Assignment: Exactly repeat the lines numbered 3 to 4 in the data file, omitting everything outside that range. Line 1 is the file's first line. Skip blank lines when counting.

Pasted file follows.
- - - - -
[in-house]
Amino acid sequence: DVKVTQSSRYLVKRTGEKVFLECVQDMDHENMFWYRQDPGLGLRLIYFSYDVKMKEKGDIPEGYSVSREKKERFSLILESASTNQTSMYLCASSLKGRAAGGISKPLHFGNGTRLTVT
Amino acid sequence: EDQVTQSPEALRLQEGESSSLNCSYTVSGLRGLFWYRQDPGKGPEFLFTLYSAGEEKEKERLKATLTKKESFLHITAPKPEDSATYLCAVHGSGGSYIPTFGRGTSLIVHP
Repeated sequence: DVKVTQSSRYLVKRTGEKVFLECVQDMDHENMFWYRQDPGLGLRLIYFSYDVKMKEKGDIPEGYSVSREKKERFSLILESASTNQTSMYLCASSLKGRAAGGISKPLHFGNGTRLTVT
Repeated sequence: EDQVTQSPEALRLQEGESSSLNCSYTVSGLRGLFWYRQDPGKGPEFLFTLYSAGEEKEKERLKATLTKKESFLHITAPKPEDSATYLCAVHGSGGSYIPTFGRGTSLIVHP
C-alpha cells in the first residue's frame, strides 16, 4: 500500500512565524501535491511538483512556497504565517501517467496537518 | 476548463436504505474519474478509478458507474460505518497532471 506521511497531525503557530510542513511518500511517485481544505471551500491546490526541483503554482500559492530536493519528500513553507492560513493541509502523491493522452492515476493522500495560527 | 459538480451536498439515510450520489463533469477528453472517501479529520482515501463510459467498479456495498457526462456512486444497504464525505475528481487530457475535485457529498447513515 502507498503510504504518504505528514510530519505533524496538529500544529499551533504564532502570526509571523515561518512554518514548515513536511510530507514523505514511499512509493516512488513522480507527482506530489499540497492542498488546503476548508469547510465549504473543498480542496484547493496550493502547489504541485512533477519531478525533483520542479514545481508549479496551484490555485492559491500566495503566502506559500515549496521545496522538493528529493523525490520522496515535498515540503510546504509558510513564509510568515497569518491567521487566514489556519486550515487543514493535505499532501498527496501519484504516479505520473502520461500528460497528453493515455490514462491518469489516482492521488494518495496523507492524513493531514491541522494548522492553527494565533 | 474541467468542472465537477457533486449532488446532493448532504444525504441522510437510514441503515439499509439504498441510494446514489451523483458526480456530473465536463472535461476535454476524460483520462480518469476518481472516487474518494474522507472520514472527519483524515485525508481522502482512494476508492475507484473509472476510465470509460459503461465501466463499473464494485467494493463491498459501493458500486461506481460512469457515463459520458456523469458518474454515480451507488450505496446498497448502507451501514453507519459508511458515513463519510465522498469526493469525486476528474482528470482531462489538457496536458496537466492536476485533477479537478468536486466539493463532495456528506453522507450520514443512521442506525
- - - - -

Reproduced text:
Amino acid sequence: EDQVTQSPEALRLQEGESSSLNCSYTVSGLRGLFWYRQDPGKGPEFLFTLYSAGEEKEKERLKATLTKKESFLHITAPKPEDSATYLCAVHGSGGSYIPTFGRGTSLIVHP
Repeated sequence: DVKVTQSSRYLVKRTGEKVFLECVQDMDHENMFWYRQDPGLGLRLIYFSYDVKMKEKGDIPEGYSVSREKKERFSLILESASTNQTSMYLCASSLKGRAAGGISKPLHFGNGTRLTVT